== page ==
ByCassie Benter, writer at Creators.co
Breaker of Games, Mother of Bug Finding. Co-creator of AdventureJam. Twitter: @FenderBenter
Cassie Benter

There was an ad on my Kindle a while back for this book series "Wayward Pines." With a quick read of the description, I was instantly intrigued. I was hopeful that it could be some crazy story, similar to Silent Hill (both the movie and the games).

I'm not COMPLETELY mental for making this connection, right?
I'm not COMPLETELY mental for making this connection, right?

As I was reading, it became apparent that it was dabbling in something other than Silent Hill. The author, Blake Crouch, goes on to say that Twin Peaks is a huge inspiration. With the book series soon turning into a TV show, I knew I had to press on. I've read all three books, and have compared what's happened between the them and the trailer, trying to dissect it like a frog and figure out what it'll be like. Here's a look at the trailer...

My first impressions with the beginning of the trailer? I think the only word that can describe it is "eh." Watching the first half of the trailer kind of makes me cringe. I'm not sure if it's the editing, the music, the acting... something feels off to me. And don't get me wrong, it's supposed to feel off in a way, but the first half of the trailer seems cheesy when it shouldn't be.

As you can see in the first moments, Ethan wakes up and has no memory of where he is or how he got there. Everyone acts incredibly strange around him. This much is accurate with the book, however, the feeling I get between the two are very different.

Rise and shine!
Rise and shine!

In the book, you get this sense like people are hiding things, and that Ethan is out of place in their world. Everyone stares at him, parents tell their kids to look away, and so on. In the trailer, it's almost like they are deaf to Ethan and brush off every word he says. I'm rarely what you would call a "book purist," but it just doesn't feel like a proper opening for this story.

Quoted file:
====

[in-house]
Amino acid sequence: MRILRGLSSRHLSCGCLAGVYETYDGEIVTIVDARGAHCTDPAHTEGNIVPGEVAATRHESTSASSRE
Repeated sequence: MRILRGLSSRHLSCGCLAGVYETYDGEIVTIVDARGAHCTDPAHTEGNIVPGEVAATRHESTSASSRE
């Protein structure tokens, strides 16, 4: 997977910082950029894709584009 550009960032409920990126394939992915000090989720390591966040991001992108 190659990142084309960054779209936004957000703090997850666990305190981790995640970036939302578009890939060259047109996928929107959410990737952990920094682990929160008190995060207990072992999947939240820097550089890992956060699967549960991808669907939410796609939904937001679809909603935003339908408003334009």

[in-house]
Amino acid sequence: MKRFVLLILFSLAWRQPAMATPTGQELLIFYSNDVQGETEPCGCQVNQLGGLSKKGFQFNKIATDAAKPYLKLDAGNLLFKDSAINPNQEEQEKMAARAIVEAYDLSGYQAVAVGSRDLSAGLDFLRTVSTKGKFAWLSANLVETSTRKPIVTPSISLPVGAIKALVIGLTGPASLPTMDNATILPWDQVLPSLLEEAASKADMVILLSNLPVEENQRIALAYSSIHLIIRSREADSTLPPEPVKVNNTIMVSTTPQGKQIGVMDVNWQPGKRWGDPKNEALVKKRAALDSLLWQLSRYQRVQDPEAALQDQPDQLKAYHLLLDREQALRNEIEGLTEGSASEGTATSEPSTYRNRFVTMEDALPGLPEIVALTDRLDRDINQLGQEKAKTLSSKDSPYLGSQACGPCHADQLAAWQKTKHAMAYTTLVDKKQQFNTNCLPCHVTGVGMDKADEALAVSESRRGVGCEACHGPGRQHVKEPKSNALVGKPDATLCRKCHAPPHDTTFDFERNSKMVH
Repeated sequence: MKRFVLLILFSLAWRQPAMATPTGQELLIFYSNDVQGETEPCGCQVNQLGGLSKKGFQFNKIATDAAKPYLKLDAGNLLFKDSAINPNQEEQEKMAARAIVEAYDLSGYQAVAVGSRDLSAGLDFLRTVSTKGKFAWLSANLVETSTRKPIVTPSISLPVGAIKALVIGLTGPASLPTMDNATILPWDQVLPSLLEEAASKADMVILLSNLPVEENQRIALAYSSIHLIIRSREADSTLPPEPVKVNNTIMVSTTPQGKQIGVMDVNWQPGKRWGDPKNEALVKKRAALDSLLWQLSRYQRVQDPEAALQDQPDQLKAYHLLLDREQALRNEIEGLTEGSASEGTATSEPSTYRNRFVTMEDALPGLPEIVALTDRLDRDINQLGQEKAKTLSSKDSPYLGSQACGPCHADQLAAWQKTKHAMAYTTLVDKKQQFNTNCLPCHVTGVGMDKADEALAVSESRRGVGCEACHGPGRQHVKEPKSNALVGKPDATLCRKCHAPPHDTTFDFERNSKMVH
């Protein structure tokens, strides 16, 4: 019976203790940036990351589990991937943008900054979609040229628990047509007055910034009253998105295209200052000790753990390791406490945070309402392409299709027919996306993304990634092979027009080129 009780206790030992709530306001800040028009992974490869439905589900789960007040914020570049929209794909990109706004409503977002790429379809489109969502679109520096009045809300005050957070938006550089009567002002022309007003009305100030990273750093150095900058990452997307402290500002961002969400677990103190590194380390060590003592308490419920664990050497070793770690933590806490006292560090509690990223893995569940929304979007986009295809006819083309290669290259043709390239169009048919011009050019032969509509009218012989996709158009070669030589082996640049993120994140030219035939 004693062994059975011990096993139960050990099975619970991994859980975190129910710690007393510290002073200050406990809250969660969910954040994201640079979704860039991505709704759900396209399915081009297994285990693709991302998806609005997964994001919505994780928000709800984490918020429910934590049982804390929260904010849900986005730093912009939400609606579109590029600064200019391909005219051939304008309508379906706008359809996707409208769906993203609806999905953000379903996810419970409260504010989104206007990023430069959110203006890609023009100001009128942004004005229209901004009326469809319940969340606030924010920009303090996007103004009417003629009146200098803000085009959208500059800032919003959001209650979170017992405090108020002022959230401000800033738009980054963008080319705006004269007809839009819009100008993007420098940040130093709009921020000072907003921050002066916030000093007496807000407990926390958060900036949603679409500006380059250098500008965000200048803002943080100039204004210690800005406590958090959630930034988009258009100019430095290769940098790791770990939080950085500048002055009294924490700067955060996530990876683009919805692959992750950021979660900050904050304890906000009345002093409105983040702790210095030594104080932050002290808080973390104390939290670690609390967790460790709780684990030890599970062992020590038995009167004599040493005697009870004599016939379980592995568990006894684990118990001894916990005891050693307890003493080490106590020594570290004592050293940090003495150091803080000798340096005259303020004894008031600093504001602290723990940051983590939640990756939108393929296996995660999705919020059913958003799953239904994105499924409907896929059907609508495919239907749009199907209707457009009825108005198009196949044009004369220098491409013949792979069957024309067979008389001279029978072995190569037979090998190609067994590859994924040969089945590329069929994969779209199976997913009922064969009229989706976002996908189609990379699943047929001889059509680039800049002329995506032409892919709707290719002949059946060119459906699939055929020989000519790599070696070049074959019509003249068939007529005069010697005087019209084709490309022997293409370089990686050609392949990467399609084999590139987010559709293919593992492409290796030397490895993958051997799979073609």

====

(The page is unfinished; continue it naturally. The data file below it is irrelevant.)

Ethan's first encounter with Beverly, the local bartender.
Ethan's first encounter with Beverly, the local bartender.

That all said, I'm impressed with the attention to detail. The town's exterior feels perfect, and the little things that the characters do and say have been in the book. A silly example perhaps, but when Ethan is in the hospital, the nurse is her usual, chipper self and even uses similar phrases, and that's exactly what we see in the trailer. I'm generally not too nitpicky, but I do like when they include the little things like this. It makes you feel like they actually read the book and know what they're adapting, instead of just taking an idea and name and running with it. Other book readers may disagree, with the mindset that they want to see different things so that they don't suffer from déjà vu.

Here we see Ethan perfectly emoting my reaction to the weirdness that is Wayward Pines.
Here we see Ethan perfectly emoting my reaction to the weirdness that is Wayward Pines.

So the first half of the trailer left something to be desired, but still got some things right. My thoughts on the last half of it? THIS is what I felt from the book. Perhaps I'm just partial to Carla Gugino, as she is my favorite actor out of everyone in the show. (I also felt she was the best casted character, but perhaps that discussion is best left for another article... -wink-) The moment when she tells Ethan a sliver of what's happening; that "they" are "watching and listening" to them, and the second she pulls that smile... that is what Wayward Pines is to me. Hauntingly mysterious.

"You could be happy here, Ethan."
"You could be happy here, Ethan."

The trailer then spirals out of control and really makes you wonder if everyone in this town have lost their minds. Towards the end of the trailer is the real "WHOA, what?!" moment, as you realize that Wayward Pines is enforced by this gigantic electrical fence. We have no idea why, though. Wayward Pines tends to leave more questions than answers. Why is there a fence? Is it to keep people out or in? Why does Ethan have no memory of what's happened to him? Why is his working partner, Kate, saying so many vague things?

RISK OF DEATH - RETURN TO WAYWARD PINES - BEYOND THIS POINT YOU WILL DIE
RISK OF DEATH - RETURN TO WAYWARD PINES - BEYOND THIS POINT YOU WILL DIE

In closing, I'm on the fence with this one (pun may or may not be intended). I'm cautiously hopeful, as I want so badly for this to be a great adaption, but only time will tell. Wayward Pines is produced and directed by M. Night Shyamalan, is set to release on the 14th of May, with each episode running for an hour long on FOX.

What do you guys think? Have you read the books... do you have hope? If you haven't read them, does Wayward Pines interest you at all? Let me know in the comments!

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